1900 – Albanian poet and writer Naim Frashëri, one of the most prominent representatives of the National Renaissance and the central figure of Renaissance literature, dies. He was baptized “apostle of Albanianism” and “whistle of the Albanian language”. Naim’s poetic work laid the foundations of national literature and played an important role in awakening patriotic consciousness. Naimi sang the longing for love for the homeland, national pride and the glorious past of Albanians. After the death of his parents, led by his older brother who had become the owner of the house, Abdyl, in 1865 the family moved to Ioannina, where together with his younger brother Sami, he graduated from the Greek gymnasium “Zosimea” in 1869. There he came in contact with the ideas of the French Enlightenment and the works of Rousseau and Voltaire. In 1871 he went to Istanbul, where he stayed only eight months, because his chest pain forced him to return to Ioannina. In the years 1874-76 he worked as a customs director in Saranda. Chest disease and knee pain from rheumatism forced him to leave Saranda and he went for treatment for six months in the baths of Baden in the Austro-Hungarian Empire. In 1878 he worked for eight months as director of tithes (ashari mydiri) in Berat. In 1882 he finally settled in Istanbul, where he worked first as a member and then as Chairman of the Inspection and Control Commission and later, Chairman of the Higher Education Council and Deputy Minister of Education. On August 14, 1882, he signed the license to publish Christoforidhi’s Grammar. After the arrest of Abdyl in Ioannina at the end of April 1881, he began to play an important role in the national activity of the Albanians there. Participated in the work of the Central Committee for the Protection of the Rights of the Albanian Nationality and the Society for the Printing of Albanian Letters. He closed his eyes on October 20, 1900. The foreign languages learned from the first private lessons and further through schooling in Ioannina made, according to Robert Elsie, Naimi a prime example of the nineteenth-century Ottoman intellectual who felt just as acclimated as both Eastern and Western culture. Naimi is the author of a total of twenty-two works: four in Ottoman, two in Persian, two in Greek and fifteen in Albanian.
1935 – The so-called “Long March” of Chinese Communist shame led by Mao Zedong ends. This march was carried out in the northern parts of China, and aimed to get out of the siege of the communist army, against the nationalist ones of Chang Kaishek. This march would last 370 days and would describe about 10,000 kilometers on foot. Thousands of Chinese communists would lose their lives in the mountains as a result of famine, disease, and cold.
1944 – Famous American General Douglas MacArthur keeps his promise made two years ago that he would “return triumphant to the Philippines.” In what will also be called the Battle of Leyte, American troops led by MacArthur himself would land on the island, thus launching the campaign for its liberation. During this battle, U.S. military troops would have 3,500 dead and 10,000 wounded. While the Japanese would lose a full 50,000 people, most of whom would commit suicide.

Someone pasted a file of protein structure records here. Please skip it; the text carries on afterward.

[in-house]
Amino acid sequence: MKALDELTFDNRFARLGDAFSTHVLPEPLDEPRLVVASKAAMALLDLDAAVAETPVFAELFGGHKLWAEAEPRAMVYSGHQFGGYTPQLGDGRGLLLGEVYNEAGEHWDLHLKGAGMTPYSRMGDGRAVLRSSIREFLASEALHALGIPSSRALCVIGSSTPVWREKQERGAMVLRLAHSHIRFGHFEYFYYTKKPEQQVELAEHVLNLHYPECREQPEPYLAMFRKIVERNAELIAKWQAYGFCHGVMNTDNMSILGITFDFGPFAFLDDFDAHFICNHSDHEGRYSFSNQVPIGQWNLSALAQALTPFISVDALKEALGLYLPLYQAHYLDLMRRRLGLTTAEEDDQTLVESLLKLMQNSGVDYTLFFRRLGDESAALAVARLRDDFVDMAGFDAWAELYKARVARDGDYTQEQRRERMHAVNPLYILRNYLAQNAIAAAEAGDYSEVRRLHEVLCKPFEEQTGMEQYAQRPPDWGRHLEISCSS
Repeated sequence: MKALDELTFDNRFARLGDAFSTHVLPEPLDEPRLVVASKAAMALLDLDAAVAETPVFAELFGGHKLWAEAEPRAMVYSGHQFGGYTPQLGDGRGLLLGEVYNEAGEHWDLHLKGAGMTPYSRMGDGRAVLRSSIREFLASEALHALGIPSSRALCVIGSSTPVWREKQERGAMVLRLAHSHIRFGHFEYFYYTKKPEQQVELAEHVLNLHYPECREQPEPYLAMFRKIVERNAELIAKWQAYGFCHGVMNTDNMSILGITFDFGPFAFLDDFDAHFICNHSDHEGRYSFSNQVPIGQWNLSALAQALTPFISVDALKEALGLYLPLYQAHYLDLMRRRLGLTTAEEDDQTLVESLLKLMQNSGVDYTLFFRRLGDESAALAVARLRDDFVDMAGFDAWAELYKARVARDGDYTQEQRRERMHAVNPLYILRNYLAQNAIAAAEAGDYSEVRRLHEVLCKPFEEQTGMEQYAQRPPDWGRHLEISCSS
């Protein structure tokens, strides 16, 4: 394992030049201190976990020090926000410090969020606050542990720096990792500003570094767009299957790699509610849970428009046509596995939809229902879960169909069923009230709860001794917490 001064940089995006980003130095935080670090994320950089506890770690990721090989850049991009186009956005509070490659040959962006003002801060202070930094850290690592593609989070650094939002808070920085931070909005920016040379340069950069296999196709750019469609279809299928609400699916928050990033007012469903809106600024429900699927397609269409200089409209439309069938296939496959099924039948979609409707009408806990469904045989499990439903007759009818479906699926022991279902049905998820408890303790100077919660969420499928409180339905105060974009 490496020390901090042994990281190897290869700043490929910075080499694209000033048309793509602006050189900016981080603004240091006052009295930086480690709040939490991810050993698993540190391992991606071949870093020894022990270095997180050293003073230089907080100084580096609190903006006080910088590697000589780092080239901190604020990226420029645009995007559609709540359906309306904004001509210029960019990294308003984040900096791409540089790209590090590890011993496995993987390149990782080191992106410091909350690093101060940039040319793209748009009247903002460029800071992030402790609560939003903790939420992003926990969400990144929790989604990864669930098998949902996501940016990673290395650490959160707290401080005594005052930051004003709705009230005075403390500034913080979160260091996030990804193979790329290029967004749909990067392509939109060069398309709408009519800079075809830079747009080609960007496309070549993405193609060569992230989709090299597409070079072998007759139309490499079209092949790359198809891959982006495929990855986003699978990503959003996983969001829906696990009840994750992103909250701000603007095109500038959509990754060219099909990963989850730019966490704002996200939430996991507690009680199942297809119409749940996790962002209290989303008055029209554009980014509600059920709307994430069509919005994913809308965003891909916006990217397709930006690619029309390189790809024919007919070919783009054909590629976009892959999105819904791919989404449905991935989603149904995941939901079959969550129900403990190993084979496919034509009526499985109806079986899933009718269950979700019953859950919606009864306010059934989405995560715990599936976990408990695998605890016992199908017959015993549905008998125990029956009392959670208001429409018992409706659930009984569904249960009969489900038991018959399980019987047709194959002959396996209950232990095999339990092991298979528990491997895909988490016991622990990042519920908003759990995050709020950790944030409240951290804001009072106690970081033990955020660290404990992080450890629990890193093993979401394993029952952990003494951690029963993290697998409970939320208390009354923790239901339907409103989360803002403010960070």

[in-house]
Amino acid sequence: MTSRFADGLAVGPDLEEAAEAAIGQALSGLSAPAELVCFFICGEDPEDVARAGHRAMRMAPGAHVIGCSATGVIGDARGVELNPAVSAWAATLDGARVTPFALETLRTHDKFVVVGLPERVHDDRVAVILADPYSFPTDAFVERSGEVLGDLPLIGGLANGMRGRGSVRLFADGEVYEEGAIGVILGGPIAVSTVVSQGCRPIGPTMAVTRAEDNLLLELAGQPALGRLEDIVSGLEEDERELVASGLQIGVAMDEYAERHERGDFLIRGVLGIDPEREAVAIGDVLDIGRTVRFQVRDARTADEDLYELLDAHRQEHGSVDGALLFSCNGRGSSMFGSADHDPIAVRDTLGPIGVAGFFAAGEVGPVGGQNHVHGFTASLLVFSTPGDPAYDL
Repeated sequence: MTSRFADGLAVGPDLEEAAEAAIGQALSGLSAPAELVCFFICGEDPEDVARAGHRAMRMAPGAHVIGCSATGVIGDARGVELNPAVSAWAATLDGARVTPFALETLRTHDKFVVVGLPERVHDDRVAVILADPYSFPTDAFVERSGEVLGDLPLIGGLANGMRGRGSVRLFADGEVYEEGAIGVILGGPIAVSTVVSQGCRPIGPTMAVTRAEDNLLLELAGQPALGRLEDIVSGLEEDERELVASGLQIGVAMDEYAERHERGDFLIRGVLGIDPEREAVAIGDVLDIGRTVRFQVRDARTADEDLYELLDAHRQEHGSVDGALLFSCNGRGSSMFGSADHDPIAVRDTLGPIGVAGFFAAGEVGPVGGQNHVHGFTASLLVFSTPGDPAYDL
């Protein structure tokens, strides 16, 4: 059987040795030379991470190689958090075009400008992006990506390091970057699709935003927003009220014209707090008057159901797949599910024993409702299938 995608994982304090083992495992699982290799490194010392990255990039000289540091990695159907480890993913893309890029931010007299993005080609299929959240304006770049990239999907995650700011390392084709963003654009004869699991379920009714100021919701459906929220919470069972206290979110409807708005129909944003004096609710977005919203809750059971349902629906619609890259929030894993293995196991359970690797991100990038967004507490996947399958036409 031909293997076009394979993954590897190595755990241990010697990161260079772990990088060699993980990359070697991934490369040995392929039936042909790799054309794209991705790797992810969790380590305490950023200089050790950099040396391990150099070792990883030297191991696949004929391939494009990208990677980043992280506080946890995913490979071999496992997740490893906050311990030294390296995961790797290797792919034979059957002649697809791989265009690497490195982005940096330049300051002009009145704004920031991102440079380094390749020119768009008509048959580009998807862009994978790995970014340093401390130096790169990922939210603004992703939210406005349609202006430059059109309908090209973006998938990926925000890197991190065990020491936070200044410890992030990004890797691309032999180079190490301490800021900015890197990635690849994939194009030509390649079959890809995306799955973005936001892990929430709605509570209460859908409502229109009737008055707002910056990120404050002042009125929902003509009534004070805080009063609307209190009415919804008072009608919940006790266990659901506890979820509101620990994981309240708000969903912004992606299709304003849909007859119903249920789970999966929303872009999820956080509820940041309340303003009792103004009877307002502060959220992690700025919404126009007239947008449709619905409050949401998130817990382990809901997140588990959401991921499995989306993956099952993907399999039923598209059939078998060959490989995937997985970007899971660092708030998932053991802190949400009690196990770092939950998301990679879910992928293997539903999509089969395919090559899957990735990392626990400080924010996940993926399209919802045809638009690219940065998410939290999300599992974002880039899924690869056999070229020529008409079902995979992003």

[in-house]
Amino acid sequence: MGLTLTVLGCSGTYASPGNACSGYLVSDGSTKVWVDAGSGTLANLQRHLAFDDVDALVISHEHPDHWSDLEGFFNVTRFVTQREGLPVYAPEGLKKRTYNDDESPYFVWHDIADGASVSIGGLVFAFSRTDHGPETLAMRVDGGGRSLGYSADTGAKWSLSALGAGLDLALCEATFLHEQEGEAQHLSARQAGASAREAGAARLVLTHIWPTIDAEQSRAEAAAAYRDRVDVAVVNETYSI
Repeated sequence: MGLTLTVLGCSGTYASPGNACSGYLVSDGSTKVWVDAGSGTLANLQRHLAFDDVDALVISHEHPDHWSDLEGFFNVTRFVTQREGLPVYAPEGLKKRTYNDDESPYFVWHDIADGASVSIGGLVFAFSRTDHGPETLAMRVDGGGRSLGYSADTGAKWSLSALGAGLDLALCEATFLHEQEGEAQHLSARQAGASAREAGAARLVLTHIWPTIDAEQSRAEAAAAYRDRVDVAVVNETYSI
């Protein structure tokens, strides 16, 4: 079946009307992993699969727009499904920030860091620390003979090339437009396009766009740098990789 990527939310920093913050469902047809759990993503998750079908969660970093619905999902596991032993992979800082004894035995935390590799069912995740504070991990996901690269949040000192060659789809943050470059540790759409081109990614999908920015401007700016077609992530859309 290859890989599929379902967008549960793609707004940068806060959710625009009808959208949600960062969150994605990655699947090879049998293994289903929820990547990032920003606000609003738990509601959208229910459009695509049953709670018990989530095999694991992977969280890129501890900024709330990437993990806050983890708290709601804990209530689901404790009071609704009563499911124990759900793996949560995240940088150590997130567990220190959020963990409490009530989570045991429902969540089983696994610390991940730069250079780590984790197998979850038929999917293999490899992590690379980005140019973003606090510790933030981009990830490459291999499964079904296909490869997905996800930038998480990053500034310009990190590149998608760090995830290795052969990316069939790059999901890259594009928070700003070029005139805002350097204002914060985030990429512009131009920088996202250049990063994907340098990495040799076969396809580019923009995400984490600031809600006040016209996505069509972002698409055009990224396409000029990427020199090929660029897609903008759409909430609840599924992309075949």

1958 – Famous actor Viggo Mortensen is born in Watertown, New York. During his 35-year career, Mortensen has starred in many different films such as The Lord of the Rings, Eastern Promise, Hidalgo, and The Green Book. He will also excel in other fields such as literature, visual arts, and music. One of Mortensen’s most important awards during this decade is undoubtedly the Academy Awards (Oscar) victory with the film, The Green Book as Best Actor.
1961 – The Soviet Union tests for the first time a continental ballistic missile called the R-13 from the board of a submarine. The development of this major military project would be carried out by Sergey Korolev otherwise known as the father of Russian aeronautics, and Viktor Makeyev, a nuclear missile engineer. The submarine that was used to launch this rocket was the Golf model. This military maneuver would take place after the US Navy developed a similar missile program on the Atlantic coast.
1968 – Jacqueline Kennedy, widow of ousted US President John Kennedy, decides to marry successful Greek-American businessman Aristotle Onassis. After the marriage, they both settled down in a luxurious seaside mansion. The residence was owned by Onassis himself, who had built it especially for Jacqueline in a secret bay on the island of Scorpios. They lived there for many years, until his death in 1975. After Onassis’ death, Jacqueline lived there for some time with his daughter Christina.
1982 – A football match for the UEFA Cup between FC Spartak Moscow and HFC Haarlem kills 66 Russian fans. This tragedy would take place at Moscow’s Luzhniki Stadium, where hundreds of fans of both teams would flock to watch this match, beyond the capacity of this stadium. In addition to the dead, about 65 others would be injured. This tragedy will be remembered as one of the worst in the history of European football in general, and Russian in particular.
2011 – Libyan military dictator Muammar Gaddafi is shot dead at the age of 70. Gaddafi would authoritarian rule the North African state for 4 years. During Gaddafi’s rule in Libya, thousands of his political opponents would be arrested, imprisoned, and executed. He would also turn Libya into a haven for Islamic terrorists, who saw official Tripoli as a safe haven. Muammar Gaddafi would be overthrown during the bloody demonstrations which degenerated into civil war. He was found by a mob of rebels in a water canal and after being publicly lynched, was killed.